You might have noticed that there were no pictures of any of the artwork I mentioned above. This is because photography was not allowed inside the galleries, but hat did not stop everyone else from trying. I was pleased to see them get a talking to by some tall security guards in pink coats (they looked funny, but at least you could always find them). The door knobs were interesting and were some of the few items we could photograph.
The stair well in the first museum was of a fascinating spiral design with slim vertical windows evenly spaced along the inside wall.
I thought this was just an interesting decoration on the wall, but I think it was actually one of the pieces of artwork. I don't think I was supposed to photograph this, but I'm sure the artist won't starve any more than he would have for being an artist in the first place.
Up until now I thought that Itaewon was a giant dump. And to be honest it still is, but just north of Itaewonno (the main street) is this amazing neighbourhood with fantastic houses. I was drawn up a side street to look at this place and I found a special surprise.
This giant spider is part of a special collection of the Leeum Museum. I wasn't allowed to see it before because it is only available by reservation on Tuesdays, Wednesdays and Fridays. But, it's only guarded by a small hedge and I was able to snap a few pictures from the outside. Very shortly after I took this picture I saw the pink coated security officers coming to tell me to stop, so I played dumb and just walked away before they could get to me.
Today was also the day of the monthly climbing competition at Ace. Here we are waiting around for Choi to make the teams and for stragglers to arrive. Speaking of stragglers, I came in just before the competition was to start and Ji-Hyeun told me she had just finished telling everyone she was surprised I wasn't there. I told her that I never miss a competition.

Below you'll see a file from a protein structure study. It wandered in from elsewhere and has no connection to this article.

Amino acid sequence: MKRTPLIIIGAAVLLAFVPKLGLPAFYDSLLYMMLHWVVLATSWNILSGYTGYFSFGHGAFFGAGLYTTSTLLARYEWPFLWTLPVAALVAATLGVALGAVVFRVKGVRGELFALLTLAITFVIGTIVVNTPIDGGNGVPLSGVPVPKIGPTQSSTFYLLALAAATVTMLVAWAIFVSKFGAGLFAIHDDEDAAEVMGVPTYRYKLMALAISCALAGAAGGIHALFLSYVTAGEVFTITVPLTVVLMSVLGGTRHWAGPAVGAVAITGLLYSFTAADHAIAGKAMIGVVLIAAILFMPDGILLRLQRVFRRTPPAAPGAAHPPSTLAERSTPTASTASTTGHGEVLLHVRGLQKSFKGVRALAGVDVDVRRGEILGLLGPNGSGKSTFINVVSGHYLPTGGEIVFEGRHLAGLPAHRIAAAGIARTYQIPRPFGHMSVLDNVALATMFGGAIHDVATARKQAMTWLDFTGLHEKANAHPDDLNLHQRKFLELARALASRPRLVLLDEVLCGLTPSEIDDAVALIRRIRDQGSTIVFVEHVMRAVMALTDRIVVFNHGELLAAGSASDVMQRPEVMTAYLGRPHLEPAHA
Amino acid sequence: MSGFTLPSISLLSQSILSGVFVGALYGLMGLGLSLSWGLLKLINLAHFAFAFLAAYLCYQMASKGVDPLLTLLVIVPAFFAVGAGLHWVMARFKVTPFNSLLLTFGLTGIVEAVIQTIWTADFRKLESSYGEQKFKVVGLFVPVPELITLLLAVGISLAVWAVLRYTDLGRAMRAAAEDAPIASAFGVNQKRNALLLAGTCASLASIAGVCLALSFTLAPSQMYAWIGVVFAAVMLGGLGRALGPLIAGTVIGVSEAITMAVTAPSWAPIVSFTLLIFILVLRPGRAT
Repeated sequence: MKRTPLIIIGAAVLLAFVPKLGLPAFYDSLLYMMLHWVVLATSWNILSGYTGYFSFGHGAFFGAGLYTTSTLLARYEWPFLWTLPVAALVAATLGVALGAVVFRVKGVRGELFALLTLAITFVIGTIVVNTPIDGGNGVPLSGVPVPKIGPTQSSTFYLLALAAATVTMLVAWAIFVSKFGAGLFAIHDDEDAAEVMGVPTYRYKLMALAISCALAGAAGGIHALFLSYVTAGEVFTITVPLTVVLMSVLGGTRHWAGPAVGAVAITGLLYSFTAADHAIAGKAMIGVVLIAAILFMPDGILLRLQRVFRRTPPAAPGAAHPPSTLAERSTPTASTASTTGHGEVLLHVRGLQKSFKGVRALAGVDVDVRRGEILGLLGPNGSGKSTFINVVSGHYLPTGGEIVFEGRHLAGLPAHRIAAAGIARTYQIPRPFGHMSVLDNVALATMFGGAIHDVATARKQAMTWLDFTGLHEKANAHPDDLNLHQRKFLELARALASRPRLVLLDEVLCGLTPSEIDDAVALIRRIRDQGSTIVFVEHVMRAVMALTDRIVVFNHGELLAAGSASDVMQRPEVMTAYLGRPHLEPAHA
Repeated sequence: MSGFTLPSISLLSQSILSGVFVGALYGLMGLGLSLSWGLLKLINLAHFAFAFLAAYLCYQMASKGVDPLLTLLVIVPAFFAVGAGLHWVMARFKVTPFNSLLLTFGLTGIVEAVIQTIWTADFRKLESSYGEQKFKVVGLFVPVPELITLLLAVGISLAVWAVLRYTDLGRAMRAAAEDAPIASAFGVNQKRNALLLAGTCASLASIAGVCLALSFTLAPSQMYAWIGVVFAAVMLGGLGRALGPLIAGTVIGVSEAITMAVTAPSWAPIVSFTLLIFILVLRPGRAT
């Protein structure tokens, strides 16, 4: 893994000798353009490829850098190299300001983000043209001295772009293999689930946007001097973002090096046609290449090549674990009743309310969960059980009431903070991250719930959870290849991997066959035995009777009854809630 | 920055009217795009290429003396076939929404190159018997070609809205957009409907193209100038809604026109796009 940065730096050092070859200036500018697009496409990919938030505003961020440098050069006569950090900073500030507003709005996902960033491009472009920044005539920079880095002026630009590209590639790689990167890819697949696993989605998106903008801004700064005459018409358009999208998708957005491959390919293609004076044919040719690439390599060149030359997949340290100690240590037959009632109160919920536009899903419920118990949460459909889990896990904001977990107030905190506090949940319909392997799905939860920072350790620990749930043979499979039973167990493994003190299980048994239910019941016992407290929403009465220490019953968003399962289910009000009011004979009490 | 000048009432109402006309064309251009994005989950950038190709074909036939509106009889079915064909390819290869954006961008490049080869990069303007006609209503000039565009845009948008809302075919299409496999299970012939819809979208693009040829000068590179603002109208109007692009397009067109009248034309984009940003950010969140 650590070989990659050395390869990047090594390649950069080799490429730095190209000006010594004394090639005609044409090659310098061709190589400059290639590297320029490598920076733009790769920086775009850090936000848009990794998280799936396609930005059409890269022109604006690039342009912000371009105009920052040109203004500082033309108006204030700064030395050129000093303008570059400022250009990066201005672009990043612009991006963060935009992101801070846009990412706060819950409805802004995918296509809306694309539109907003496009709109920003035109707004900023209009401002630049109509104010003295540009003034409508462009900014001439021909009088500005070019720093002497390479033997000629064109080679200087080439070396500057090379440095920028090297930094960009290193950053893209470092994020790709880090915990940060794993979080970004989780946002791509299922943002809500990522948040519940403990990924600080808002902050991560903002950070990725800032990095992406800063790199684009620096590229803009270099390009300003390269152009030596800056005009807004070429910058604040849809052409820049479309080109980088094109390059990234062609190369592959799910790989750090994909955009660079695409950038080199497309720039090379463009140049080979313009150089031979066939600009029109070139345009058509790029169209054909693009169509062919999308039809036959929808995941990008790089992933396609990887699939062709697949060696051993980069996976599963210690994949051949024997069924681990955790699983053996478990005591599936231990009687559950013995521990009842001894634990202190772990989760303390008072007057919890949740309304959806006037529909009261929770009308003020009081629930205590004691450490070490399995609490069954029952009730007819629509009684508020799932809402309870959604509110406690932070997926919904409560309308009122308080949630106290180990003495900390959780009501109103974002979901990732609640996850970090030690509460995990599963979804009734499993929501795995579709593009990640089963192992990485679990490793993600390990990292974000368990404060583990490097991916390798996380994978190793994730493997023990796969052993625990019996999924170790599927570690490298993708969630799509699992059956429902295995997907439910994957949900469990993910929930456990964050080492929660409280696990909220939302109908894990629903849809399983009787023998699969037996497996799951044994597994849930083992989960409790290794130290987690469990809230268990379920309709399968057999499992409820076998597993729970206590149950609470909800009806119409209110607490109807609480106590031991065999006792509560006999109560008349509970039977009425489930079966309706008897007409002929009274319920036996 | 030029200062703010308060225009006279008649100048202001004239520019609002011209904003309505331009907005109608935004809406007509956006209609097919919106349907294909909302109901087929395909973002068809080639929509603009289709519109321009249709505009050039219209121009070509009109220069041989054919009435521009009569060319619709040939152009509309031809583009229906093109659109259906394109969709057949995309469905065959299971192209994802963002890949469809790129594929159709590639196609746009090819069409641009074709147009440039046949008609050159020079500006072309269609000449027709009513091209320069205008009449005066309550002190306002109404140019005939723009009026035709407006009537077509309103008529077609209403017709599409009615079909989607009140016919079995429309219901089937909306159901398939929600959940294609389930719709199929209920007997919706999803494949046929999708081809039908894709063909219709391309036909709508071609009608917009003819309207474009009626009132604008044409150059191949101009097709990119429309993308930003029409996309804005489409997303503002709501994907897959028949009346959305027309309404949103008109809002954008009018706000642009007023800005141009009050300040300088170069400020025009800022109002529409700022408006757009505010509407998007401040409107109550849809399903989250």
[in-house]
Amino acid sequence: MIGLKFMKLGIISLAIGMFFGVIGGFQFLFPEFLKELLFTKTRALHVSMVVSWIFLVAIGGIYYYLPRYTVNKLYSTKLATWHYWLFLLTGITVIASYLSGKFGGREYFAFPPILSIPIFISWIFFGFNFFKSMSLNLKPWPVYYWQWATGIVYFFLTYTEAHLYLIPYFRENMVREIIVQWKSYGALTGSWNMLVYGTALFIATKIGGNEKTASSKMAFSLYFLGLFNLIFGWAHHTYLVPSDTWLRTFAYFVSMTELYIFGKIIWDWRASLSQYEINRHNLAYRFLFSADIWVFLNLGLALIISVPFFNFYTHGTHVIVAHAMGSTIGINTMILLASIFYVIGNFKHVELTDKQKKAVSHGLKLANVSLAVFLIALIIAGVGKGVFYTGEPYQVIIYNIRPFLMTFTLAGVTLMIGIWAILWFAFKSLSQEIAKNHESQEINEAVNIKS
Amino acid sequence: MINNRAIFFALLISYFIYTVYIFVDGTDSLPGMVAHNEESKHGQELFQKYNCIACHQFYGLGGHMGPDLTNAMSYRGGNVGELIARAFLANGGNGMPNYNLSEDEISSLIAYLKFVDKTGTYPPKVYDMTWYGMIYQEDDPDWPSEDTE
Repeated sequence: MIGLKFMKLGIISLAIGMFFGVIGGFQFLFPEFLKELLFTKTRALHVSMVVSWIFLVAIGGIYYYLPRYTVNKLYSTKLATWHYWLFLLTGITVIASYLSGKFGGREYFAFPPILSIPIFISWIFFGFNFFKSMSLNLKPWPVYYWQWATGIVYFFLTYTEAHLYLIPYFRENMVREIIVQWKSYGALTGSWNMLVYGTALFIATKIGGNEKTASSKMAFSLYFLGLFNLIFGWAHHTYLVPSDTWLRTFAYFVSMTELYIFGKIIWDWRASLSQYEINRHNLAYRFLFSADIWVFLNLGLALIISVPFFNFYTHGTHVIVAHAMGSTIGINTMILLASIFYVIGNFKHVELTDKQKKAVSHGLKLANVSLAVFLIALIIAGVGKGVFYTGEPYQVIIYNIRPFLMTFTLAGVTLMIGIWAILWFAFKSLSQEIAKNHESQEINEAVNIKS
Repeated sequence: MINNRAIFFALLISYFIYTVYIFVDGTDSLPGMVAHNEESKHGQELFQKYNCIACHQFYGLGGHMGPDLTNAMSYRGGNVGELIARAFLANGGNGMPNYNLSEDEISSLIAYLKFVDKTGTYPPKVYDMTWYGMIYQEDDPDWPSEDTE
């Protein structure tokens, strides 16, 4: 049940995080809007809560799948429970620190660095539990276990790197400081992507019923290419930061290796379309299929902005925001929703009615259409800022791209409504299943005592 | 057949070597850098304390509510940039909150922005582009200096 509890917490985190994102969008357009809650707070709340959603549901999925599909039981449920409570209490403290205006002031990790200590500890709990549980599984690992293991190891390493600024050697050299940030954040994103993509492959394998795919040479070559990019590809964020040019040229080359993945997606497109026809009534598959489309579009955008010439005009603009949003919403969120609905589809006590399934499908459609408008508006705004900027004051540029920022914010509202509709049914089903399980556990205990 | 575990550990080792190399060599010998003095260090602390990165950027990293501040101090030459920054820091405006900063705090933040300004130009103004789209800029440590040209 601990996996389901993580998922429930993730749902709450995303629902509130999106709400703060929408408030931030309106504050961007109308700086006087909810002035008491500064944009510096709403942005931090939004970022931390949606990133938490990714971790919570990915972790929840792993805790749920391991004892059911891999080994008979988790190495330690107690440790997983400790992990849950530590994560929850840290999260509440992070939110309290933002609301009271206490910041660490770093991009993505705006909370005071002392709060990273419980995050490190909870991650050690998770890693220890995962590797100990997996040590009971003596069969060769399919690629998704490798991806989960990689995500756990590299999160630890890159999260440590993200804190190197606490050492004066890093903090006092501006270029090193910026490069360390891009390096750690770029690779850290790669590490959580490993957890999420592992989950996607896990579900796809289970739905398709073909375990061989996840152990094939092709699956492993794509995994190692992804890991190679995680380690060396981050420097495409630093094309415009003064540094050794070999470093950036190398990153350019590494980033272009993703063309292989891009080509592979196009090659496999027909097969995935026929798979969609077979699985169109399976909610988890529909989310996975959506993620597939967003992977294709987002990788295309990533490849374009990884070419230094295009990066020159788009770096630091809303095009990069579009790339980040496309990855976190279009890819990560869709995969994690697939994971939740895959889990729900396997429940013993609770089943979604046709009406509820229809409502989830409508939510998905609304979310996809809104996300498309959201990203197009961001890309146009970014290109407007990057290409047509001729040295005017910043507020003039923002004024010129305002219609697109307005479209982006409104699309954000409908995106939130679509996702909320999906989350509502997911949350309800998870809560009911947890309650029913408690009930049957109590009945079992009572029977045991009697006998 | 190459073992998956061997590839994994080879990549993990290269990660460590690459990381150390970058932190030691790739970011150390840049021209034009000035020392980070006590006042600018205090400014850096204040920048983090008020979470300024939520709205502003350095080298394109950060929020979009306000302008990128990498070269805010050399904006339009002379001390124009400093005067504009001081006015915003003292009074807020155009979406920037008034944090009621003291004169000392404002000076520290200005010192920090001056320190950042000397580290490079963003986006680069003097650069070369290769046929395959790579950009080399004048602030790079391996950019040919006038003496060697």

Since I easily won the last competition in the Experienced division, I decided to move up to the top category with the hardest routes. I knew I would lose, but I agree with Robert Browning that a man's grasp should exceed his reach, and I feel that occasionally pushing myself to try routes outside of my current abilities will change my perceptions of what's possible and help me get better in the long run.
After the competition Choi set up a giant feast in the gym for everyone. There were delicious Korean strawberries (the sweetest in the World, I think), pigs feet, dotorimuk - pine cone pudding (or as it was described to me, "pudding from the food of mountiain mice" - squirrels), rice cakes, and just about anything else you could imagine. Ace Climbing Center is like one big family, and as you can tell from the pictures everyone had a lot of fun.
I showed off some of my improving Korean, and some of the members who had not met me before thought I must be some sort of genius. It saddens me that so few foreigners take the time to learn Korean that the simple act of learning the Korean name for strawberry grants a person "genius" status.
I also took time to share with everyone the wonders of Sasuke. One of my converts told me, "I cannot understand all the words you say, but I can feel your excitement, and now I want to see."